If we tie it to the last of his three questions, ”where are we going”, isn’t it time to reflect early on upon who we are, who we should be and what we are going to leave behind us, to elevate our collective conscience and reflect upon the many tears many of us have inflicted to little souls by our actions and/or lack of… and since we are on the subject, how can I help ?

    • Maria on December 7, 2011 at 11:25 am

      Thank you for your thoughtful comments. I can see that you have given a lot of thought to the subject and am glad that you are working on your healing. Most of us have healing work to do. If you have not read Alice Miller’s work on abuse, she is worth adding to your reading list.

      In reference to your question about what to do, I think that there is a waking up process that is going on in the world as people become aware that many of our human systems are harmful. That waking up process is leading to challenging many things from the quality of our food to animal abuse. The challenging itself will help our children. However, I think your question is probably a practical one.

      I think we are headed into some hard times and anything you can do to be a part of a self sustaining community will offer some protection to the children around you. More and more children are being abused and killed because of economic circumstances. Helping to securing basic necessities in a community would be one step you could take. Of course, there are many charities and groups that work for children, I am sure they would love your interest.

      It is aways heartening to hear from people who take child abuse seriously. I wish you the best of holiday seasons and a great 2012.

  2. nancys on June 22, 2016 at 8:51 am

    This article couldn’t be more timely. On a personal level, I have had lifelong depression and the sense that something dark has accompanied me from my childhood, and pretty much destroyed my sense of self, and any chance of achieving a positive and productive life. It has rendered me fragile, constantly fearful of unknown things as well as real things, and am at the stage now where I feel like I am so insubstantial that i wonder if I am real at all. I have always been acutely affected by child abuse stories I see in the news, and i know that is as much to do with being HSP as any other factor. I am at a loss to how to deal with this on my own. As much as i know I need to have deep therapy, I would like to think there are ways i can help to heal myself. Any suggestions would be very much appreciated. Thank you for writing this article. x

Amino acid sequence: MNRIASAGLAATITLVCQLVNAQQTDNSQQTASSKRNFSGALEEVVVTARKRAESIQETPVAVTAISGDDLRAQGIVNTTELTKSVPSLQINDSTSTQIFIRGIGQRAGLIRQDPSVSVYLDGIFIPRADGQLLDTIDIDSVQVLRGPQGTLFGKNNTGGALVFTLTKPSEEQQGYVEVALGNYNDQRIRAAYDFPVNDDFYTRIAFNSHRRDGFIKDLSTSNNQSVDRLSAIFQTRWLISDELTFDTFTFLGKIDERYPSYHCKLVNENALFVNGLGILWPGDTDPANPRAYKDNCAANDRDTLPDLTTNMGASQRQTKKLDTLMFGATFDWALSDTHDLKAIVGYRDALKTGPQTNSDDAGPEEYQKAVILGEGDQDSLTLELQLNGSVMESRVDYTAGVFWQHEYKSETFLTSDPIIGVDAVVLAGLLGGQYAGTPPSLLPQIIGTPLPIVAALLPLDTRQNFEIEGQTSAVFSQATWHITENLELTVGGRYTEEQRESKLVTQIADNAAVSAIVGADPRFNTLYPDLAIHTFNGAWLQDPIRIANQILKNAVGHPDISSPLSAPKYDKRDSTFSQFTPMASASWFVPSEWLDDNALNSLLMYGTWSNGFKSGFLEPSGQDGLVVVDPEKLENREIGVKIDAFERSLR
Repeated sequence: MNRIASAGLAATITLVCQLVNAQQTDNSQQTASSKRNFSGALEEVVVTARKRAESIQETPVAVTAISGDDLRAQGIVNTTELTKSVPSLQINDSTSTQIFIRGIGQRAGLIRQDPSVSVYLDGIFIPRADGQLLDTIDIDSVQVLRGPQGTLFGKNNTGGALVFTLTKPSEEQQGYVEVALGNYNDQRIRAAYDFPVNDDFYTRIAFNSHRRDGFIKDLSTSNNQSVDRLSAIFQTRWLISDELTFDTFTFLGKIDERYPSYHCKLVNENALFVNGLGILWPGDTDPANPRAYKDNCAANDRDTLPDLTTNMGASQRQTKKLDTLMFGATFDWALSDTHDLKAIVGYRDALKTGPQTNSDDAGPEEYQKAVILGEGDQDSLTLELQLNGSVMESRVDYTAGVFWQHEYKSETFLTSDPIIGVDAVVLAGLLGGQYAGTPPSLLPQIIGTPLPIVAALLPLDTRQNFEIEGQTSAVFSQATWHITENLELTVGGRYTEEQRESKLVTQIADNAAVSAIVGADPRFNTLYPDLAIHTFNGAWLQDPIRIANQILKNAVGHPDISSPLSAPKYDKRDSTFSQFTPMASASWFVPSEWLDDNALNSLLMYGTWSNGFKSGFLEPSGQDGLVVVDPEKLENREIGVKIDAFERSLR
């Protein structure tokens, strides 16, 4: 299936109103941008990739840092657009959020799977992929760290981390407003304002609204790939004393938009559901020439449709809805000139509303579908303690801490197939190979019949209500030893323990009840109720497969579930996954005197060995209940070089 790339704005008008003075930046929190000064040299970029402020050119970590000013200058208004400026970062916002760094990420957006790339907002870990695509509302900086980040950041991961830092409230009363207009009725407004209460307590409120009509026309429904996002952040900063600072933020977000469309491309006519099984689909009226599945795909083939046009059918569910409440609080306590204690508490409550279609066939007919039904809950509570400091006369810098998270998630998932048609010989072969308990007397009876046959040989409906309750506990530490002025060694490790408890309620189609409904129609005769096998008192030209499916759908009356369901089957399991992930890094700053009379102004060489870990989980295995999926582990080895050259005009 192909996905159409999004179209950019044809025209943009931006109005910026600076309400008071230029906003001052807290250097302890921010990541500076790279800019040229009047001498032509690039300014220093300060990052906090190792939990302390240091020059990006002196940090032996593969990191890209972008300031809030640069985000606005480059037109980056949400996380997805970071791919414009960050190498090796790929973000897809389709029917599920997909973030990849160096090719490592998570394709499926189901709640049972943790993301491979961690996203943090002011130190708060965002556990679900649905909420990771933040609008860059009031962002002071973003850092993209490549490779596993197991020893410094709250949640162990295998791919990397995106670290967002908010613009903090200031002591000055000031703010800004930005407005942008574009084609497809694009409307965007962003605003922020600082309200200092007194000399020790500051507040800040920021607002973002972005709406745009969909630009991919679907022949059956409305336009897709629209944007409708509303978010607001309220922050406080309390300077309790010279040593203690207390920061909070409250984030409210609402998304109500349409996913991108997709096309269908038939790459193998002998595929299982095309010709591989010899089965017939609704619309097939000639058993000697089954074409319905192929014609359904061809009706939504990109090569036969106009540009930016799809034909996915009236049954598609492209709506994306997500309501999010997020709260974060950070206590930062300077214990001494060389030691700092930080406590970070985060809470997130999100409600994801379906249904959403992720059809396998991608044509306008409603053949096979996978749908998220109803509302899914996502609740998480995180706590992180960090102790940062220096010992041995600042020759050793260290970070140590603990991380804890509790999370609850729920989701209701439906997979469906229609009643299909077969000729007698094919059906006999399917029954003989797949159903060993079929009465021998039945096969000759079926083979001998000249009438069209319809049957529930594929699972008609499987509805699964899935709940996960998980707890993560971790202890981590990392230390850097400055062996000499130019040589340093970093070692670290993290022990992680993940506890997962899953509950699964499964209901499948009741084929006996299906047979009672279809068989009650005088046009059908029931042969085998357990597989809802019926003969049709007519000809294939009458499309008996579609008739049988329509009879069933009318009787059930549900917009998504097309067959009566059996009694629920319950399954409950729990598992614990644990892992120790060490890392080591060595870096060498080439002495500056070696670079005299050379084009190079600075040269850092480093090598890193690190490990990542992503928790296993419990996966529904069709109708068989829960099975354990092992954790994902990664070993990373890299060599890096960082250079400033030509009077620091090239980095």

• Maria Hill on June 22, 2016 at 10:25 am

      Hi Nancys,

      Thanks for stopping by – I am glad that you liked the article. I think that one of the reasons that child abuse makes us feel insubstantial is because it is felt as a condemnation of ourselves, our nature and our goodness. There is a wonderful book that helps: Practically Shameless by Alyce Barry. She goes through exercises that help with self reclamation. I also recommend Dr. Bill PLotkin, a depth psychologist and author of Wild Mind, Nature and the Soul and Soulcraft which are the basis of our Whole Self course. All of these books will help you. If I can help further please let me know.

      All the best,

    • Coleen on June 24, 2016 at 1:52 am

      Hi Nancys,

      If too have felt that something happened in my childhood that I am not aware of, and have been deeply affected by sexual abuse stories. I found this site about a month ago, and feeling for a long time that I may need some help, felt like it showed up for a reason. I can’t do it at the moment, but am planning on signing up in a couple of months to see how it goes. Not sure if I can post a link here, but if not, it’s called Self-Help Therapy by Jay Early.

      Much luck to you.

    • Maria Hill on June 24, 2016 at 8:06 am

      Thanks,Coleen for the link – I hope it helps you and others. Healing is the important task of all of us in order to raise the consciousness of humans on the planet.

      All the best,

  3. carl on June 22, 2016 at 3:32 pm

    i dont want to diminish the yale university study , but Dr Arthur Janov wrote about this years ago and published it in, ‘prisoners of pain’, and ‘The new primal scream’ , in my opinion the only book one needs to read to deal with childhood trauma. it took me from cold, depressed and low self esteem to alive, loving , aware with HUGE self esteem . it made me realise i am a decent human being and its other peoples projection which keeps people down.

    • Maria Hill on June 22, 2016 at 4:21 pm

      Thanks, Carl for adding your perspective and the information about Dr. Arthur Janov. I am glad that you are better and doing well.

      All the best,